What I need from you are areas/topics you would like me to write about. There are many things that you experience during your daily lives and I would love to connect with my readers on a mutual level. Remember this blog is about the both of us!  Sound off on my twitter @nervebullet or in the comment box below.

Im in the 5th set. (7-6) (7-6) (6-7) (6-7) 0-5 0-40 down on championship point. The odds are against me. Will I overcome?     

Sincerely,

Mohammed

All that we suffer through leads to determination.

The trials we all go through gives us the strength to carry on.

Something within us burns, desire feeds the will to live.

A reason to believe I will see redemption.*

*Kilswitch Engage – In Due Time

Looking like Nadal minus the paycheck
Looking like Rafa Nadal minus the paycheck

This picture was taken during the post surgery physiotherapy session. I look like Rafa Nadal minus the paycheck. Hey maybe I can end up writing a break up song and call it ‘Chondromalacia’ after all?

Last Flight Home

Wednesday 5th December 2012 8:58PM

Apart from the engine noise and growling stomach, the plane was silent. I welcomed the empty cabin, a polar opposite to the fully loaded flight from JFK.  They offered me legroom for my healing knee in exchange for blistering Dolby Digital surround sound. Unfortunately the soundtrack wasn’t what I expected and much worse then the instrumental version of ‘call me maybe’ during my 50-minute unanswered phone hold with Finish Line.  My row had 4 babies, two on each side, and 1 right behind me. My noise canceling headphones were chilling in the cargo below probably shielding my packed t-shirts from the cries above.

The baby to my right was an adorable 3-month-old girl named Hadiya, a beautiful name meaning Gift. Her mother asked to borrow my phone to call her husband. What was promised to be a short call took her over 7 minutes but I didn’t mind. I was occupied with the other infant dragging my shirtsleeve. I think he was admiring the quality of the material. If any of you meet a designer named Darren 20 years from now, called it!. The three other babies were going crazy. I never thought babies could sound like murder. I kept checking to see if the sound was actually referring to the dozen ‘dead baby’ jokes out there. Headache aside the experience was enjoyable and is a musical masterpiece in comparison to Justin Bieber*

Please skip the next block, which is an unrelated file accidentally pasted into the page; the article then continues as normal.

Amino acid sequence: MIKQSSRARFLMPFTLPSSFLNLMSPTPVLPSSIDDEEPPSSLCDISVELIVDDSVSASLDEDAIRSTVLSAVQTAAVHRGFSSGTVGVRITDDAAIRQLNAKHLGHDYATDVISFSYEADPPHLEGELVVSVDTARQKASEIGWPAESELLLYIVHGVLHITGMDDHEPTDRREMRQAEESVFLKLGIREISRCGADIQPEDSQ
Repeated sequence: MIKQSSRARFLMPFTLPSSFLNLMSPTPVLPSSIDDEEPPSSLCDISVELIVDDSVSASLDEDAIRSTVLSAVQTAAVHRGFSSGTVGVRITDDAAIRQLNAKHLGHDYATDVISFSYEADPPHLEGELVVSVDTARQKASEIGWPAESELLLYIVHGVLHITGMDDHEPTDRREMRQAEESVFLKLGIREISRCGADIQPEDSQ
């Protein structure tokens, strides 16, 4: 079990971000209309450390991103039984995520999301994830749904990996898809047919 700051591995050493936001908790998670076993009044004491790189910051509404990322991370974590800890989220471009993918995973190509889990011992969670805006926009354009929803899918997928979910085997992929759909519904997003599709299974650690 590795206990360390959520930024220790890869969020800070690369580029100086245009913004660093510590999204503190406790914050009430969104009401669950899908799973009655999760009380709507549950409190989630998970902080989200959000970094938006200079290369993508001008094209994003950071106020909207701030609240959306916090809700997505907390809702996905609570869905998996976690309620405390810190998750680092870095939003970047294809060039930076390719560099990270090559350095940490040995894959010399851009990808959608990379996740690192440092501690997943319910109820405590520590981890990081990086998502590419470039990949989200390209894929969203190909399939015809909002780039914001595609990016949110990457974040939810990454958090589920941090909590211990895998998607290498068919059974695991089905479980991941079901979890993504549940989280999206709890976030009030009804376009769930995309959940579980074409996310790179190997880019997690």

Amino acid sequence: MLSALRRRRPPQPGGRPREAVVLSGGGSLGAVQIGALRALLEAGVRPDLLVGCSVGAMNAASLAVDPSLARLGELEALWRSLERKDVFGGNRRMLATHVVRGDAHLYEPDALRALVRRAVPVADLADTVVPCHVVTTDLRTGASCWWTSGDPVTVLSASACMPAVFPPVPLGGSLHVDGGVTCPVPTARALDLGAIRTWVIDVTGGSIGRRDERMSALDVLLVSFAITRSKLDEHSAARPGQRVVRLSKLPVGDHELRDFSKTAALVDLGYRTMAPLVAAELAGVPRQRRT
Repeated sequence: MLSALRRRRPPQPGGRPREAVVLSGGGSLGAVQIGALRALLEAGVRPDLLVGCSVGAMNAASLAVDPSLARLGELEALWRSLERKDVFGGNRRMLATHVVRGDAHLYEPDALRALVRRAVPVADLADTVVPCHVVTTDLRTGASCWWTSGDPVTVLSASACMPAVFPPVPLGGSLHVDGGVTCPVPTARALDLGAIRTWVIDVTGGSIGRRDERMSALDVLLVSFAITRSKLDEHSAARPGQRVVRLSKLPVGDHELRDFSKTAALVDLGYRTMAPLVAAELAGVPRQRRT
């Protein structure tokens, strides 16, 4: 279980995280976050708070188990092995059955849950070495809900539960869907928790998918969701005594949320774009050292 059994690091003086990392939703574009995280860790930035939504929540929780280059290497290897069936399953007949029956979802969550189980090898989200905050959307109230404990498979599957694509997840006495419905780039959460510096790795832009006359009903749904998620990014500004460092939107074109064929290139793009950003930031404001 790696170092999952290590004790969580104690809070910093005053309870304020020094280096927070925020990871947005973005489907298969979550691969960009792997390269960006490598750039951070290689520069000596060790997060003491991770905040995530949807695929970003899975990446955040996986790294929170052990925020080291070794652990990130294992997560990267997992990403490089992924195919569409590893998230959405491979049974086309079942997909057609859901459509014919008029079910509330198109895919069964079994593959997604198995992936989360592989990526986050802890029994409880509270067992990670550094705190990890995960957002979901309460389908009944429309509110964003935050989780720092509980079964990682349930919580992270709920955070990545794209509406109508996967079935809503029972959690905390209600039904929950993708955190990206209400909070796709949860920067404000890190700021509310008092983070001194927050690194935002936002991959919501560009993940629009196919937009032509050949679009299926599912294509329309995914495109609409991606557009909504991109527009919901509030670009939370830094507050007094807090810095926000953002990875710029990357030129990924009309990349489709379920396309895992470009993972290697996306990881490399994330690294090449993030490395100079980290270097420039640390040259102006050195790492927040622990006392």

*Someone should run him over with a bus. It would be ironic if it was a Bieber** bus. Now before you tell me I’m being harsh, his music does the similar thing to my ears so the bus driver would be doing me a favor. Does anyone have Emily Thorne’s number?

** Im Serious, This company exists http://www.biebertourways.com ***

 

*** See I told you so! Seats were comfy last time I was on 🙂

Just over a month ago I had to be escorted out of the airplane on a wheelchair. Equipped with clashing diagnoses I was plagued with the questions; what exactly is wrong with my knees? Is my tennis career over? How am I going to run around the park with my children in the future? My bootcamps, p90x, Zumba?.. okay maybe not Zumba.

I spent the Doha-Bahrain flight flickering between ‘Open’ the Agassi biography and deep thought about the journey I’m about to return from.

The surgery and therapy may have addressed the physical aliments, however I derived the mental and emotional strength through amazing support of my family and friends.

Semo, Meerz, James, Sarim, Nawaf K, Omar H, Imran & Zaynab, Ahmed,Khalifa,Mohammed, Abdullah, Reem,Sasperella, Bukhalid, Khalid, Hussain, Mazin, Haytham,DJ Outlaw, Fatima, Maya,Nayla,Polar Bear,Rashid,Salman, Atty, Ali, Shk. Khalid Al Khalifa, Sam & Mai.

Special thank you to bintalkuwait, bossykitchen and rthompson for spending every waking moment with me during the surgery and recovery period.

So there you have it. A list of people that mean the world to me. If you want to pull some Liam Niesen-isque “Taken” hostage situation then you know who to go for. Once I heal in about 6 months ill come after you. Until then please make sure my beloved hostage gets showered and offer them optimum nutrition. If you are planning on capturing my mother then make sure she gets Glucosamine for her knee and access to twitter.

My soul wakes up each day craving the adrenaline rush, the solitude, the people and the lessons. I humbly ask you to join me on this awesome trip, because I learn and grow from you. Everything I am and will ever be is through your sincere human interaction.

I end this year with gratitude and welcome the challenge and the energy required for the road ahead. I massage the part of my knee where the missing cartilage is and know things may not be the same. The cabin doors open and I could feel the gentle winter breeze welcoming me home.  I’ve longed for the people waiting at the arrival area, to return to this beautiful island I call home. I leave the empty cabin behind and join the rest of the passengers.

This blog is dedicated to you.

Brandon Boyd and I
Bumped into Brandon Boyd (Lead singer of Incubus) before boarding my flight at JFK. Very friendly and enjoyed the quick chat. Great way to end the trip with such an inspirational musician!